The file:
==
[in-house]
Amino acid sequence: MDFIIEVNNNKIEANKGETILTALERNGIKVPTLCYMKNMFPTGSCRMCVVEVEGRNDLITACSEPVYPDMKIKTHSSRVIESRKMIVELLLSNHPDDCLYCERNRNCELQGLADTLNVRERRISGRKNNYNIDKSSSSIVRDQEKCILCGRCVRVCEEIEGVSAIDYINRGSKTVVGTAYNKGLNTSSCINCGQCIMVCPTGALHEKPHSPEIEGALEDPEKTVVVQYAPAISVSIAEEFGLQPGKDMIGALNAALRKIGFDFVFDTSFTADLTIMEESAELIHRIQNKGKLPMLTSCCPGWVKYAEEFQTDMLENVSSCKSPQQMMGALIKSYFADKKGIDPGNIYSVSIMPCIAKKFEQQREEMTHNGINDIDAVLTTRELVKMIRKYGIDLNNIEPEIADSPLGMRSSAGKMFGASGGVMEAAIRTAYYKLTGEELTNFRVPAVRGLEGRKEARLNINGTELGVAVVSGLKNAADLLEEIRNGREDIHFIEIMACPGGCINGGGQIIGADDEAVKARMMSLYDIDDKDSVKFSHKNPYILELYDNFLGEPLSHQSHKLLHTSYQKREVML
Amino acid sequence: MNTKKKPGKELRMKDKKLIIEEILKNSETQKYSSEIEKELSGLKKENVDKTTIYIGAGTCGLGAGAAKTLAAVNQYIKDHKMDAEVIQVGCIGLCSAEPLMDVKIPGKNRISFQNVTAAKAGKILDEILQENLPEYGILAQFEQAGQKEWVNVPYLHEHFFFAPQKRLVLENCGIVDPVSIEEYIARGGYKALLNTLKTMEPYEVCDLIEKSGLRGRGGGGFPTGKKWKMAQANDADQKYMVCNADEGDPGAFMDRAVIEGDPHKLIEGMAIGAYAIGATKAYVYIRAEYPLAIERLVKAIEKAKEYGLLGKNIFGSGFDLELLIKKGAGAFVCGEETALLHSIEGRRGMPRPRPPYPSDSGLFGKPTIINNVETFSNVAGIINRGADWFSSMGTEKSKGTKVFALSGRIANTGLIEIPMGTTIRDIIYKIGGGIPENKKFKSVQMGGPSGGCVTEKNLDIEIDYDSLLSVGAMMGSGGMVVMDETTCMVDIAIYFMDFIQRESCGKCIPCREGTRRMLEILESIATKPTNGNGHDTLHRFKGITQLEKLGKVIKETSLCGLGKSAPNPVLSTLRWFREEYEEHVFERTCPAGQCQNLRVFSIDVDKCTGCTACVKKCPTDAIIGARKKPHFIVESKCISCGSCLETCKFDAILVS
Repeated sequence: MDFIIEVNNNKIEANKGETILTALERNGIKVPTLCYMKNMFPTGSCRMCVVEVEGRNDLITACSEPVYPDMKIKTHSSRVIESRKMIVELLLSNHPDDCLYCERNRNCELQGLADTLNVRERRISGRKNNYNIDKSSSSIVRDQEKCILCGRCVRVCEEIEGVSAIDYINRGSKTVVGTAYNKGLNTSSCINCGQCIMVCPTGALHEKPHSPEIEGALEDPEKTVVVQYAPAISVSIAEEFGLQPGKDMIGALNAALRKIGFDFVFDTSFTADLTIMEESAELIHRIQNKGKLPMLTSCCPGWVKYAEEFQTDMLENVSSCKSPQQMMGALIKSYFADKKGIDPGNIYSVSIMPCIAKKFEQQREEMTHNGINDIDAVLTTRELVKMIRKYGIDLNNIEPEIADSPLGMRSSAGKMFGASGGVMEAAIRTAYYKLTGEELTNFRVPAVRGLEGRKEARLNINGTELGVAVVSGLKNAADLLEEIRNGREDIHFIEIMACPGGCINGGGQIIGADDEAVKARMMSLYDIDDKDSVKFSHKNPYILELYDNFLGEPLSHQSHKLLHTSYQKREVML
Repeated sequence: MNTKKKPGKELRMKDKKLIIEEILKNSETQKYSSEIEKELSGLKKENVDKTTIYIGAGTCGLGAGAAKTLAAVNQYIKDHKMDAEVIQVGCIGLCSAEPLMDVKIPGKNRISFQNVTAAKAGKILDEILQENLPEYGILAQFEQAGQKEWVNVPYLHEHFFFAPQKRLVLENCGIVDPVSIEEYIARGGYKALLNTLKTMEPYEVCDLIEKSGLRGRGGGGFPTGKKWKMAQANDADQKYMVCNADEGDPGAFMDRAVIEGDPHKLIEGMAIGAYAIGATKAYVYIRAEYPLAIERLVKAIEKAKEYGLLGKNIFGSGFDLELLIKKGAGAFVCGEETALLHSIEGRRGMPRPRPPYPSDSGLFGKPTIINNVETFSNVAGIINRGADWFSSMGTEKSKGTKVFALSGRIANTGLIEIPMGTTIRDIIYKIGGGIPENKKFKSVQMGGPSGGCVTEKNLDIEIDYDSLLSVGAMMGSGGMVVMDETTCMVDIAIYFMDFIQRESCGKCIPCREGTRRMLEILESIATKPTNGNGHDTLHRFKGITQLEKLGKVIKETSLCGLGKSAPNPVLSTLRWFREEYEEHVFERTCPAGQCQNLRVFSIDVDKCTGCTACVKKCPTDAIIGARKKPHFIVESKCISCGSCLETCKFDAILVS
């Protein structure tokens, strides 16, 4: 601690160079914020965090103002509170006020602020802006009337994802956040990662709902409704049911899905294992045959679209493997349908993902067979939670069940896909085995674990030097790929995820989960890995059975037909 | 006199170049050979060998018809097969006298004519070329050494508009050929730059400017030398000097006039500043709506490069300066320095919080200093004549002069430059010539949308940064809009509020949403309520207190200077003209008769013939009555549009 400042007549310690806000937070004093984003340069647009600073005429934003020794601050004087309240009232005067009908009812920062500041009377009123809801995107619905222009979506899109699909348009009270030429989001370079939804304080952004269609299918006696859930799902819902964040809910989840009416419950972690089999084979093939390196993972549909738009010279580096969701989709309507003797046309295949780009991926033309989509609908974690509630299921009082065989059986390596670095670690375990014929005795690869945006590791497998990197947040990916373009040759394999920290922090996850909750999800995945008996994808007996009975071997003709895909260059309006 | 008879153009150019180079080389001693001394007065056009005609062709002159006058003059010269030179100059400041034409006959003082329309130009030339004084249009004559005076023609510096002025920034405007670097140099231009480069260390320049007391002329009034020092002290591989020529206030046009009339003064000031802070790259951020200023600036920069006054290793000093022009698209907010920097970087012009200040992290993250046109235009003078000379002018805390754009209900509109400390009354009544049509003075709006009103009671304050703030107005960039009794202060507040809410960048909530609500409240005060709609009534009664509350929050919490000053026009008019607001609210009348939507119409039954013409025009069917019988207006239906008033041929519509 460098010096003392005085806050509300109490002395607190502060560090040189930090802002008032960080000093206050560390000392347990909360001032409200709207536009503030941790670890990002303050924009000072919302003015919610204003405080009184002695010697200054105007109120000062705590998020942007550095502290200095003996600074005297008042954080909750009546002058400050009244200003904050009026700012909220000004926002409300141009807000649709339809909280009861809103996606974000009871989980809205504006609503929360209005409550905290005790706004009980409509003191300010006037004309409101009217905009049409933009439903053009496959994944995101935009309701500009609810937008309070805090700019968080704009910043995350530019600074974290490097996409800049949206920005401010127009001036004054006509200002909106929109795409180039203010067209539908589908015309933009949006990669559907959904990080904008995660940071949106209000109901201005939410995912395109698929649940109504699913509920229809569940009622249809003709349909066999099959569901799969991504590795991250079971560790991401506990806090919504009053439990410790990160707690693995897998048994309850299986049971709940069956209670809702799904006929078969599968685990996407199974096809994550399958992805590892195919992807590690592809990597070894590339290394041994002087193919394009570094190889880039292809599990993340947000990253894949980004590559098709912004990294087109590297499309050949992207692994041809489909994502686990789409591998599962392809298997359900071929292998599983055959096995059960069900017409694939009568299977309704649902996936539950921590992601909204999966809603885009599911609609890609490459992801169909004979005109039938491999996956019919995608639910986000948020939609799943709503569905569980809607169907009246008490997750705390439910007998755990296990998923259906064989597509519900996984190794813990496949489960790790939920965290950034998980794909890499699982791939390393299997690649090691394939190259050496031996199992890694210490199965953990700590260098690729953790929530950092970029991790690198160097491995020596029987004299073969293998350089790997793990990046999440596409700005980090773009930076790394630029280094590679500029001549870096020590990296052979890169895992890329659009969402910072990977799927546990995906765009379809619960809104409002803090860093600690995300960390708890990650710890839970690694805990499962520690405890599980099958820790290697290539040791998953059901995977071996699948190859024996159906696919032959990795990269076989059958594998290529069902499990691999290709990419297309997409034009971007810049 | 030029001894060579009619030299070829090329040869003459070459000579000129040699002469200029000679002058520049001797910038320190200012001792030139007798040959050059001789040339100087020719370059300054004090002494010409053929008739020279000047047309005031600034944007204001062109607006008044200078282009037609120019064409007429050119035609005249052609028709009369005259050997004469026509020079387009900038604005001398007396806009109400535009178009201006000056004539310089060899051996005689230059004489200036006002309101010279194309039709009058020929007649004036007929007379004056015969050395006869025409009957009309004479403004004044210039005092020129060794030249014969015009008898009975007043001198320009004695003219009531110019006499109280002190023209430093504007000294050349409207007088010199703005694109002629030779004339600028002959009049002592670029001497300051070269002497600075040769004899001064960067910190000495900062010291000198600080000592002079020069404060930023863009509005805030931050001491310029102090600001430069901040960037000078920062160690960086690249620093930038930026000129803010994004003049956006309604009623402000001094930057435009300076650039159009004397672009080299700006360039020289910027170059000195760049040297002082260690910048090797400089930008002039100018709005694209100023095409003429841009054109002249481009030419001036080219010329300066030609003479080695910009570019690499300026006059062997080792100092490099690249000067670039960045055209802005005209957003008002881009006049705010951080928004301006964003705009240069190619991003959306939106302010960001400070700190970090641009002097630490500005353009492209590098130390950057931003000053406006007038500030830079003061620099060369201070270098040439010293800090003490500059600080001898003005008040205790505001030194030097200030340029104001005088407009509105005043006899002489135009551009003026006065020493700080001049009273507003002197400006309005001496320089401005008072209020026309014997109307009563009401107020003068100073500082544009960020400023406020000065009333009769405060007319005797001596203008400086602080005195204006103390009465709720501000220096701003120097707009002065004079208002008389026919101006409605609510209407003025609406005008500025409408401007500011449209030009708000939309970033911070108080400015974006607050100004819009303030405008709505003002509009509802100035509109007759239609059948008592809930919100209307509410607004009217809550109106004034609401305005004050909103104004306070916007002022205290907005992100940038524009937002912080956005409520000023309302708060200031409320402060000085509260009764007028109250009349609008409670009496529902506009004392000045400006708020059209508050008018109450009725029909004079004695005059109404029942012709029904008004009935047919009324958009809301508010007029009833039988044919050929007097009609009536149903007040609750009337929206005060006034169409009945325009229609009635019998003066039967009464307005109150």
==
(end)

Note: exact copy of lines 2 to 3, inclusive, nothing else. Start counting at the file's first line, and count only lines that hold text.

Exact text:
Amino acid sequence: MDFIIEVNNNKIEANKGETILTALERNGIKVPTLCYMKNMFPTGSCRMCVVEVEGRNDLITACSEPVYPDMKIKTHSSRVIESRKMIVELLLSNHPDDCLYCERNRNCELQGLADTLNVRERRISGRKNNYNIDKSSSSIVRDQEKCILCGRCVRVCEEIEGVSAIDYINRGSKTVVGTAYNKGLNTSSCINCGQCIMVCPTGALHEKPHSPEIEGALEDPEKTVVVQYAPAISVSIAEEFGLQPGKDMIGALNAALRKIGFDFVFDTSFTADLTIMEESAELIHRIQNKGKLPMLTSCCPGWVKYAEEFQTDMLENVSSCKSPQQMMGALIKSYFADKKGIDPGNIYSVSIMPCIAKKFEQQREEMTHNGINDIDAVLTTRELVKMIRKYGIDLNNIEPEIADSPLGMRSSAGKMFGASGGVMEAAIRTAYYKLTGEELTNFRVPAVRGLEGRKEARLNINGTELGVAVVSGLKNAADLLEEIRNGREDIHFIEIMACPGGCINGGGQIIGADDEAVKARMMSLYDIDDKDSVKFSHKNPYILELYDNFLGEPLSHQSHKLLHTSYQKREVML
Amino acid sequence: MNTKKKPGKELRMKDKKLIIEEILKNSETQKYSSEIEKELSGLKKENVDKTTIYIGAGTCGLGAGAAKTLAAVNQYIKDHKMDAEVIQVGCIGLCSAEPLMDVKIPGKNRISFQNVTAAKAGKILDEILQENLPEYGILAQFEQAGQKEWVNVPYLHEHFFFAPQKRLVLENCGIVDPVSIEEYIARGGYKALLNTLKTMEPYEVCDLIEKSGLRGRGGGGFPTGKKWKMAQANDADQKYMVCNADEGDPGAFMDRAVIEGDPHKLIEGMAIGAYAIGATKAYVYIRAEYPLAIERLVKAIEKAKEYGLLGKNIFGSGFDLELLIKKGAGAFVCGEETALLHSIEGRRGMPRPRPPYPSDSGLFGKPTIINNVETFSNVAGIINRGADWFSSMGTEKSKGTKVFALSGRIANTGLIEIPMGTTIRDIIYKIGGGIPENKKFKSVQMGGPSGGCVTEKNLDIEIDYDSLLSVGAMMGSGGMVVMDETTCMVDIAIYFMDFIQRESCGKCIPCREGTRRMLEILESIATKPTNGNGHDTLHRFKGITQLEKLGKVIKETSLCGLGKSAPNPVLSTLRWFREEYEEHVFERTCPAGQCQNLRVFSIDVDKCTGCTACVKKCPTDAIIGARKKPHFIVESKCISCGSCLETCKFDAILVS